Architectural Proportion – The Golden Mean
It’s almost impossible to discuss composition and architectural proportion without referring to the golden mean, also called the golden section. Readers of Dan Brown’s mega-bestseller The Da Vinci Code may recall the description of that formula in the book. As a brief refresher, the golden mean is the original organizing and proportioning method or formula for art and architecture. Its theory tells us that human beings are most pleased when things are in a proportion of 1 to 1.618. In other words, if a window is one unit wide, it should be 1.618 units tall in order to be the most appealing to human eyes. The golden mean was used prominently in Greek and Roman architecture and is just as useful in today’s world. Indeed, the same ratio that was applied to the design of the Parthenon is likely to aid your architect in the design of your new home.
The golden mean offers a comfortable proportion with which to work, but it’s not the only comfortable proportion, so you don’t have to feel locked into it. The intriguing thing about the golden mean, about placing things at this scale, is that it just about always works. Consider it a safety net for proportions.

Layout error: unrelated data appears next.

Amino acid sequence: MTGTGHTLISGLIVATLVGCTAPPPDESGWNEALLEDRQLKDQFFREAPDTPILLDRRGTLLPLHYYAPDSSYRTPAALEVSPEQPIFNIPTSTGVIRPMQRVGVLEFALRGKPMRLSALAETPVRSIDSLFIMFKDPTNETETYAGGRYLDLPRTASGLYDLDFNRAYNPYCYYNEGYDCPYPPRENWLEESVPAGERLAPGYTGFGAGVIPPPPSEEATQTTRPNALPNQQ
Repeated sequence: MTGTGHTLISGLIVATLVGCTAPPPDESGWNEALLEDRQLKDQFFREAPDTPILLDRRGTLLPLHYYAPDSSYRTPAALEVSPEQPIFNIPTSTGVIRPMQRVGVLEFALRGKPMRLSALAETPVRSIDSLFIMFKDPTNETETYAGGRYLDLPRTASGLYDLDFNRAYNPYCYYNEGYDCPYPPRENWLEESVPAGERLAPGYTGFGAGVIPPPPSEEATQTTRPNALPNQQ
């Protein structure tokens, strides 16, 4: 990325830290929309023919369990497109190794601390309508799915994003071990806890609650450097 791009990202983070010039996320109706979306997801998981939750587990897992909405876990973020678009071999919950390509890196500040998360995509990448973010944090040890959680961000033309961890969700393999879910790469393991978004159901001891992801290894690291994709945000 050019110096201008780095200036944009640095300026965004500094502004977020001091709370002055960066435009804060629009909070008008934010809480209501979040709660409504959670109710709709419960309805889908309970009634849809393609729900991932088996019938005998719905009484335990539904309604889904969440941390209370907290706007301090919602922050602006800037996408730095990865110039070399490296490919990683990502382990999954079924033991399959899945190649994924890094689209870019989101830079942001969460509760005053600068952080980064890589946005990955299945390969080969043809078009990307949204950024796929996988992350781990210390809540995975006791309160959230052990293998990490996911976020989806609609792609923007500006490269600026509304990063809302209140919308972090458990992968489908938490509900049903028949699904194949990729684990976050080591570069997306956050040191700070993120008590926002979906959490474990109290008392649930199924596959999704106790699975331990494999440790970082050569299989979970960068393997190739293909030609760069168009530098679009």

A bit of architectural trivia: A classic and pervasive curved shape used to this day in crown moldings, wood trims, and other architectural details is the “ogee” curve. The “ogee” is a direct derivative of the golden mean. This curve originates with the Greeks and shows up in the columns we place on our front porches, crown moldings we place in our living rooms, and even the curves that are shaped into the aluminum gutters outside our houses. Who knew that ancient Greek classical design would eventually create aluminum gutters?
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